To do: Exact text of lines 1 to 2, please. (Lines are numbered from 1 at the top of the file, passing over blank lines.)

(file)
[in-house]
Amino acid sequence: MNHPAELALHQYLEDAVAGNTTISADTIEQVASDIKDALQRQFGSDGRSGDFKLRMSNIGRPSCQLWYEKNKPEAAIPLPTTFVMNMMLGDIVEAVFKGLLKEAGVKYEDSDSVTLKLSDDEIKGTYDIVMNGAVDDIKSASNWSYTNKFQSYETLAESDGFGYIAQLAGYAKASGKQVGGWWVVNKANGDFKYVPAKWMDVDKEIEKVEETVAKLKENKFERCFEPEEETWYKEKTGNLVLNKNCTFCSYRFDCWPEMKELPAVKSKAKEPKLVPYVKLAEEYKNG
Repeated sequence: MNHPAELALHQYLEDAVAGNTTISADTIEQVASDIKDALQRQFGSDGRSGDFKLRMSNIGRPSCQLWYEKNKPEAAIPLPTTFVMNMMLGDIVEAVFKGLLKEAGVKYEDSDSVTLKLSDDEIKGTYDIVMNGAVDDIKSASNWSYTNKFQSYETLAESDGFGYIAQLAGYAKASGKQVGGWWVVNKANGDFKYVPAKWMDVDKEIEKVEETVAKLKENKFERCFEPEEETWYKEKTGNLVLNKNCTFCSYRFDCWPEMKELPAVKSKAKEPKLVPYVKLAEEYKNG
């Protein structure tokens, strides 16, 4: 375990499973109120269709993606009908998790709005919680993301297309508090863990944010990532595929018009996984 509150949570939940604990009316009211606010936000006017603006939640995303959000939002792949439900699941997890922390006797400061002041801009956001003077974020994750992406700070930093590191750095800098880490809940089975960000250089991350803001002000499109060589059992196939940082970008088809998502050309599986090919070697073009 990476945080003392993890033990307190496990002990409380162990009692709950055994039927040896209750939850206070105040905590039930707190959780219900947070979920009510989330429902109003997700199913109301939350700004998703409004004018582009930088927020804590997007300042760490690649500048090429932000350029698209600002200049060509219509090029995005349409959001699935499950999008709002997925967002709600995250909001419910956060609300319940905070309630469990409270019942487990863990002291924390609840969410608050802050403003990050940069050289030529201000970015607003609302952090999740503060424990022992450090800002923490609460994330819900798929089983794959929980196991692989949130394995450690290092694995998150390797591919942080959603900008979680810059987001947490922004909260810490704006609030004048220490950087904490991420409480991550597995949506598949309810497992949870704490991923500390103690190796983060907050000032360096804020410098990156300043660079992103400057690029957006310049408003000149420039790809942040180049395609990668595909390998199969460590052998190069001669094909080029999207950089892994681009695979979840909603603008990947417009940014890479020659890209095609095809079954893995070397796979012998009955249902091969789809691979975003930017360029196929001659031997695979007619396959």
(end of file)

[in-house]
Amino acid sequence: MNHPAELALHQYLEDAVAGNTTISADTIEQVASDIKDALQRQFGSDGRSGDFKLRMSNIGRPSCQLWYEKNKPEAAIPLPTTFVMNMMLGDIVEAVFKGLLKEAGVKYEDSDSVTLKLSDDEIKGTYDIVMNGAVDDIKSASNWSYTNKFQSYETLAESDGFGYIAQLAGYAKASGKQVGGWWVVNKANGDFKYVPAKWMDVDKEIEKVEETVAKLKENKFERCFEPEEETWYKEKTGNLVLNKNCTFCSYRFDCWPEMKELPAVKSKAKEPKLVPYVKLAEEYKNG